They were that which is the unreal and the shapeless; All that could be, could have, and might've been; They who are the eternal mystery, the fantasy, the...

‘...the Story and all stories.’

‘Yes. My adversary. It cannot be as it is. No more,’ I said, as I pressed the blade into skin. ‘A story for a story from the Story. Inevitable circular orature. Do not resist.’

‘You may be right. Still, I won’t just give you what you want. Surely, that's not my role. And this isn’t yours.’

‘It is not for me. It is for my family and all else. What is existence if the Fifth is as it is? I will not live within its imagination. I will not let the Four be a dream. You must understand this.’

‘Then kill me,’ he said, youthful but sonorous. ‘The Fifth is also hope, and I am hopeful. You know, mum used to read to me Le Chat de Jupiter. She told me that I, too, had nine lives. My first ended under the waves, it wouldn't be so bad to end my second over it.’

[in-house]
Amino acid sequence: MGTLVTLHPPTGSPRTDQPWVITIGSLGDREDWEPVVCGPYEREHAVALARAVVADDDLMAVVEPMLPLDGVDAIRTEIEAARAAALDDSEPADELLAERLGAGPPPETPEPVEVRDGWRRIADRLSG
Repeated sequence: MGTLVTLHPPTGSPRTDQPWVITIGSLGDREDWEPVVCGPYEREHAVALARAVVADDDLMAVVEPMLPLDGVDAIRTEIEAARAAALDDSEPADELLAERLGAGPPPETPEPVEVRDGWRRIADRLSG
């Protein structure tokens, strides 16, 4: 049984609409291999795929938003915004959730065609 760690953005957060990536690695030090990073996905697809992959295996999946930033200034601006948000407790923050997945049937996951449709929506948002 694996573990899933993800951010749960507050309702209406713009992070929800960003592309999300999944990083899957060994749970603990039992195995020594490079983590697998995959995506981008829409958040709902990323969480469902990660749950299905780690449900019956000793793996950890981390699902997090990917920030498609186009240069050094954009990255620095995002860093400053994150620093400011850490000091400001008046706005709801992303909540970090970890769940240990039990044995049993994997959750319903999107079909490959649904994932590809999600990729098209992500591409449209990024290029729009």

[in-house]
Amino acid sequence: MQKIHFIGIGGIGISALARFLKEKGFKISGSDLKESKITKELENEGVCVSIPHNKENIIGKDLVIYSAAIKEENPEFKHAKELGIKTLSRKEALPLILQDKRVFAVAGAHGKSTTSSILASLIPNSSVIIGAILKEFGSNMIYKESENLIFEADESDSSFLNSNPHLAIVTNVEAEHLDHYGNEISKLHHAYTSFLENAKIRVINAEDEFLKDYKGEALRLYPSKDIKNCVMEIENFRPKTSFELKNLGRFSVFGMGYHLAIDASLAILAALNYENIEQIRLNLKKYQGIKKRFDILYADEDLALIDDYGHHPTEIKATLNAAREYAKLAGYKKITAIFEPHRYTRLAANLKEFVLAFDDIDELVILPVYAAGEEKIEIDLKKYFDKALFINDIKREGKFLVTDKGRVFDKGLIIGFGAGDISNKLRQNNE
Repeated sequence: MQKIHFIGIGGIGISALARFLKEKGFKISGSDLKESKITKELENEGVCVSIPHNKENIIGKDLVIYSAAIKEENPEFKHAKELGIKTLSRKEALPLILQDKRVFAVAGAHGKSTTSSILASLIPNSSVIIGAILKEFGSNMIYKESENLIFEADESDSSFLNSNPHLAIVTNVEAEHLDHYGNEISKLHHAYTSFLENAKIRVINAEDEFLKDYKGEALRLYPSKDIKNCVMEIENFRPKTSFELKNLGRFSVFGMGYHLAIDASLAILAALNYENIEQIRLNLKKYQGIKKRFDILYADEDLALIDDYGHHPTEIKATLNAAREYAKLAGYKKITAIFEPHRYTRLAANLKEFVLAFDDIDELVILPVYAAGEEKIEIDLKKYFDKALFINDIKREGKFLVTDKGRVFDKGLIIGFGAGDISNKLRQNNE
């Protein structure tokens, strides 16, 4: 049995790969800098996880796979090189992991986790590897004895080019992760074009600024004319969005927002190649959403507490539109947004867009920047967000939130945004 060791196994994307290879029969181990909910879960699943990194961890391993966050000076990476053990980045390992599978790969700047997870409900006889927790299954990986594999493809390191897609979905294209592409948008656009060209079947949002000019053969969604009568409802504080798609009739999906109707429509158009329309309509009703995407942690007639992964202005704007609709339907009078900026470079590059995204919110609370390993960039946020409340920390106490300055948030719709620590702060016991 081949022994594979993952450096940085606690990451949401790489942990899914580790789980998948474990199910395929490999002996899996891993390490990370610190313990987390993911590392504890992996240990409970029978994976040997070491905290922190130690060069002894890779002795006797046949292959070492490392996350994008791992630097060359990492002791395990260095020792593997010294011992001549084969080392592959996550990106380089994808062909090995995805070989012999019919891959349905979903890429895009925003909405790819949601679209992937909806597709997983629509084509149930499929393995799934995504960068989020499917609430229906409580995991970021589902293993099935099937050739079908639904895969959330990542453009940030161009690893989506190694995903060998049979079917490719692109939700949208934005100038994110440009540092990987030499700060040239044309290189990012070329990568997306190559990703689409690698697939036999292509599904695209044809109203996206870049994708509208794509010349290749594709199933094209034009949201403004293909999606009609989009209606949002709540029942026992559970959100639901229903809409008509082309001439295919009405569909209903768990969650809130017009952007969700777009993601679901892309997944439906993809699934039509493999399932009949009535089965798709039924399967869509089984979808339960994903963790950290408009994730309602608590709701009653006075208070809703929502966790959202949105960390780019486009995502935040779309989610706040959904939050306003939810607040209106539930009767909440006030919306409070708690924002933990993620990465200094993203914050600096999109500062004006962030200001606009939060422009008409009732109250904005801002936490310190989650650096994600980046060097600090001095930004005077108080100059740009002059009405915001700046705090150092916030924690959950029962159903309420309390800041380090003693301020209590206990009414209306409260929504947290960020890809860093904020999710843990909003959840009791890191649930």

I gripped the hilt tighter. Had I always known this was what I must do? All roads lead to enlightenment afterall. Besides, it was merely regicide, I should not be so hesitant at the end of things. 

The sea was crashing all around us, waiting for an answer. Jupiter hung there.  

I sliced the elastic from behind the King’s ears and pushed him away. The beard fell to the water and the boy with it. 

The dream melted away.


The Child King with Beard of Cotton rode a song and clopped to a standstill.

 He hushed the melody—Long live the king!—and spoke. 

‘So, this is the one you’ll take?’